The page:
- in males, the Sertoli cells of the testes release anti-Mullerian hormone (AMH), which degrades the Mullerian ducts at about week 10; additionally, the Leydig cells of the testes release testosterone, which prevents the Wolffian ducts from degrading and triggers development into male phenotype at about week 12; therefore, the male phenotype requires AMH and testosterone (testosterone, NOT DHT)
What is DHT and what is its role in utero?
- DHT is dihydrotestosterone
- it is a stronger form of testosterone, and is formed by 5alpha-reducatse, which converts T into DHT
- DHT is needed for the differentiation of the external genitalia into the male phenotype (penis, scrotum, prostate) because T is too weak as it is to do so (external genitalia differentiation occurs at weeks 9 and 10)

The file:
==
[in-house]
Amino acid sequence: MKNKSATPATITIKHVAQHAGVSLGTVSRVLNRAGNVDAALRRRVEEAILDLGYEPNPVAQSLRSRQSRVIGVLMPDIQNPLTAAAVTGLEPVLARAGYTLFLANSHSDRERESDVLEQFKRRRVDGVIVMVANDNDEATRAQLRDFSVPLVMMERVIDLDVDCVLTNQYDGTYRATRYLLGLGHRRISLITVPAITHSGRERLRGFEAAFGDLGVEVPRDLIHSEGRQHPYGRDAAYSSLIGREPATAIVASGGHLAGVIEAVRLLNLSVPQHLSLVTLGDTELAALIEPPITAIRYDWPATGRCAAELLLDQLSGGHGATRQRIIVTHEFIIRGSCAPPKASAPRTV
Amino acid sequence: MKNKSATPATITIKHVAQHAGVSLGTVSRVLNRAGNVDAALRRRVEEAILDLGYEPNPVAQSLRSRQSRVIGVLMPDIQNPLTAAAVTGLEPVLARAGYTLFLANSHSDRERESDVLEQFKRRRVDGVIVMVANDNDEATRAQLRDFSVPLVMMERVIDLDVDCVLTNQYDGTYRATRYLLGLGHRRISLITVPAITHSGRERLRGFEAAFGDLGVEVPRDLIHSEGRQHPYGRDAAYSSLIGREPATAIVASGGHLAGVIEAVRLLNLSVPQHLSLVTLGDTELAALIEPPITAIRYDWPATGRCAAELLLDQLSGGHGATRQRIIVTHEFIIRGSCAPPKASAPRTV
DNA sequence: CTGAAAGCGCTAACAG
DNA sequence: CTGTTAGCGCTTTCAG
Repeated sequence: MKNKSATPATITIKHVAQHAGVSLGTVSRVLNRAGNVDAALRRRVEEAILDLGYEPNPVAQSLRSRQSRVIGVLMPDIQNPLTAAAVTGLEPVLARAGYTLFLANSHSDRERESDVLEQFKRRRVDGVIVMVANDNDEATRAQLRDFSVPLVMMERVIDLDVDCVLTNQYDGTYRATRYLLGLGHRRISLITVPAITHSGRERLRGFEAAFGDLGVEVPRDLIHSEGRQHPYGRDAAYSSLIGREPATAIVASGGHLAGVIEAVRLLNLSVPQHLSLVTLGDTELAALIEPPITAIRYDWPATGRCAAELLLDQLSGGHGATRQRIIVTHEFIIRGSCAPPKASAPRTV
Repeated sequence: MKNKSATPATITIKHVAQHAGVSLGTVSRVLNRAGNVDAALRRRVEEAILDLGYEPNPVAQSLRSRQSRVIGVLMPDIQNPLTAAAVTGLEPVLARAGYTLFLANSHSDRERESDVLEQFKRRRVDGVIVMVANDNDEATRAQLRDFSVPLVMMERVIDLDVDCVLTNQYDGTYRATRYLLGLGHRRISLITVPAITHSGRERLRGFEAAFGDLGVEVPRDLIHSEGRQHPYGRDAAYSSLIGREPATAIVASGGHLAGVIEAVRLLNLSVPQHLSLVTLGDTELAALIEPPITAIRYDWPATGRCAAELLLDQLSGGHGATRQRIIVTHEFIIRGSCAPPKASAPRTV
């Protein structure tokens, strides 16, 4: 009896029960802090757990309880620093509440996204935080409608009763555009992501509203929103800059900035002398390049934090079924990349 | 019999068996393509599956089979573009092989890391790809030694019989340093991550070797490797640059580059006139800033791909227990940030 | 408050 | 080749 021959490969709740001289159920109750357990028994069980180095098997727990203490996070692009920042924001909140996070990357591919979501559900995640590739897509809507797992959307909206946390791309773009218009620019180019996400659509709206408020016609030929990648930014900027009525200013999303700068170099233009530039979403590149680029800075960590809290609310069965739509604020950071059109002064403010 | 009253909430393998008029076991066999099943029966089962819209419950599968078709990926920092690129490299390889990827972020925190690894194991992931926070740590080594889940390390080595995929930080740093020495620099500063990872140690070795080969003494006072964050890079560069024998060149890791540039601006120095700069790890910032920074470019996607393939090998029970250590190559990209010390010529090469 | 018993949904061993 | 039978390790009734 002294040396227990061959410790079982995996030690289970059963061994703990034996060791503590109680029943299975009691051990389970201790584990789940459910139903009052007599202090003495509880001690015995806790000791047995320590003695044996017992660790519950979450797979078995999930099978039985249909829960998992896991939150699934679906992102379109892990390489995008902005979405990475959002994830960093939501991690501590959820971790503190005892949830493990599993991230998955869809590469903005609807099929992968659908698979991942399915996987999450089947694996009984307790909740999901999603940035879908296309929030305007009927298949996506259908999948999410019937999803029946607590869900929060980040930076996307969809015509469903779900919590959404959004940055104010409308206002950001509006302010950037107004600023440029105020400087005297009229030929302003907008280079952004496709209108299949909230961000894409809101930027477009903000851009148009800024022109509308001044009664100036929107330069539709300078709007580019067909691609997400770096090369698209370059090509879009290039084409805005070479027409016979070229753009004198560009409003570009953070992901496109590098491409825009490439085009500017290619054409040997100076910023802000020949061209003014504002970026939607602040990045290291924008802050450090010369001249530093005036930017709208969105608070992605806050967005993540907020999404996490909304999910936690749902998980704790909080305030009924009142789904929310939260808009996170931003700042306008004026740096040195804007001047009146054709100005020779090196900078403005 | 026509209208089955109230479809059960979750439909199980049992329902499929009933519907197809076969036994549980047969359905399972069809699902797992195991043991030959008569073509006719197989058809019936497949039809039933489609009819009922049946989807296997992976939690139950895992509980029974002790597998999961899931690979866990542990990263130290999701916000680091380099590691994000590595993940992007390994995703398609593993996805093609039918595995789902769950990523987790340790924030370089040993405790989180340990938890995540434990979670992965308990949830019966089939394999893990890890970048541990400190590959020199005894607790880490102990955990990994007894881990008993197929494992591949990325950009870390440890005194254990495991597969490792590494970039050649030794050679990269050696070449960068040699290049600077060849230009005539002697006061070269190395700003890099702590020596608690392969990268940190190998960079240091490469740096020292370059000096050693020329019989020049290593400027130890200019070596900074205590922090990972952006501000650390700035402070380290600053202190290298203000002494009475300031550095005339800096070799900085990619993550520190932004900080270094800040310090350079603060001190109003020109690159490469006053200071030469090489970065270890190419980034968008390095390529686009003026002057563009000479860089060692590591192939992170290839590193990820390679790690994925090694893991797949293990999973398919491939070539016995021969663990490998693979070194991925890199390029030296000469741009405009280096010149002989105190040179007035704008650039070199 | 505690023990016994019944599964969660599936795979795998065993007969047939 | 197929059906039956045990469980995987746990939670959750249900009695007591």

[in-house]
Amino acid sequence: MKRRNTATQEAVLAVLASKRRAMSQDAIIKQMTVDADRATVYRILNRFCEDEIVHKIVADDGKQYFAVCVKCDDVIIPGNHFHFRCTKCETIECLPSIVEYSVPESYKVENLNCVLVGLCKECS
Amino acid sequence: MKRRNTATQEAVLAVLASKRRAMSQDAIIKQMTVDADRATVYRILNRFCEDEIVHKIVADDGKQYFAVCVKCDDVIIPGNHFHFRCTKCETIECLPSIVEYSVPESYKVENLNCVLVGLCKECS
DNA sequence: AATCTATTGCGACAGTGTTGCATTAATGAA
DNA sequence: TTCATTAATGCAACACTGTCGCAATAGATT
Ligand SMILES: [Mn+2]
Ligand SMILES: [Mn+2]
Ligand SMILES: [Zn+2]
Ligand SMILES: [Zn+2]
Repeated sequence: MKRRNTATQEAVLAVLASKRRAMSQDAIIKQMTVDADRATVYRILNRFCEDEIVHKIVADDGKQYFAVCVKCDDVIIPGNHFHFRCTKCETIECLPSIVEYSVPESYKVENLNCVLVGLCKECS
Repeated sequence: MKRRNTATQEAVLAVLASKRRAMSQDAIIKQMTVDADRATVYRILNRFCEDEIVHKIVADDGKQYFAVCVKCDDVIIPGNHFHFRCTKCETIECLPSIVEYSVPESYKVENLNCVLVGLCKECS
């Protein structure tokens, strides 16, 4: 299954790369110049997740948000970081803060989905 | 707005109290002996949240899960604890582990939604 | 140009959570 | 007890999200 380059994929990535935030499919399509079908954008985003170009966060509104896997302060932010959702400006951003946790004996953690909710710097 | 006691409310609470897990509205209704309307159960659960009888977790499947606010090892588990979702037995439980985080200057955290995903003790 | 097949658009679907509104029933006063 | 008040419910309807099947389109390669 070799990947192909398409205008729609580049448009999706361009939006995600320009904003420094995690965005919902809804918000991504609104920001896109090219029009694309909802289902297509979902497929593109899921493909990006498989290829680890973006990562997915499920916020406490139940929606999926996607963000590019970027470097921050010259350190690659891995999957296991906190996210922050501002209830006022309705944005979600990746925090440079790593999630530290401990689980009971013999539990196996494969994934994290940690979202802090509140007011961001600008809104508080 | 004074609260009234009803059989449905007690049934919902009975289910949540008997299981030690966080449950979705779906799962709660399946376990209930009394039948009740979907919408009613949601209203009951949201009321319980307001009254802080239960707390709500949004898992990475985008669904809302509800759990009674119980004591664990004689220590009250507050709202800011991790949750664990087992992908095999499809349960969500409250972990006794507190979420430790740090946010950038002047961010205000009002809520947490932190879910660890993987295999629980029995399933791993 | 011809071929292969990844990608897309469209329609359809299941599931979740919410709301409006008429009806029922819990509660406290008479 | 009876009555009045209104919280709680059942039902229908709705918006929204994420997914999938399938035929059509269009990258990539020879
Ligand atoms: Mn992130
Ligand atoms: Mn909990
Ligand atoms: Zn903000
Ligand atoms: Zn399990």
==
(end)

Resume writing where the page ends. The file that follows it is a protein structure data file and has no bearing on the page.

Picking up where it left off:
- (female phenotype differentiation doesn't require anything)
What is the triggering event of puberty? What results in each gender?
- puberty triggered by the *pulsatile* secretion of GnRH
- males: puberty increases T production in Leydig cells in testes: growth of testes, penis, prostate; linear growth; pubic/axillary hair; deepens voice; spermatogenesis
- females: puberty increases E production: budding of breasts; menarche; linear growth (increased androgens result in development of pubic and axillary hair here)
What are the Mullerian and Wolffian ducts also known as?
- Mullerian (female tract): paramesonephric duct
- Wolffian (male tract): mesonephric duct
What are the four parts of the indifferent/bipotential external genitals? What does each develop into for each gender?
- phallus: becomes the glans penis or the clitoris
- urogenital folds: become the penis shaft or the labia minora
- labioscrotal swellings: become the scrotum or the labia majora
- urogenital membrane: becomes the male urethral opening or the vestibule
- (male phenotype will develop in presence of androgens (especially DHT); without DHT, female phenotype develops by default)
What is androgen insensitivity syndrome? What about 5alpha-reductase deficiency?
- these syndromes are rare disorders that occur in XY people; both result in a failure to respond to androgens properly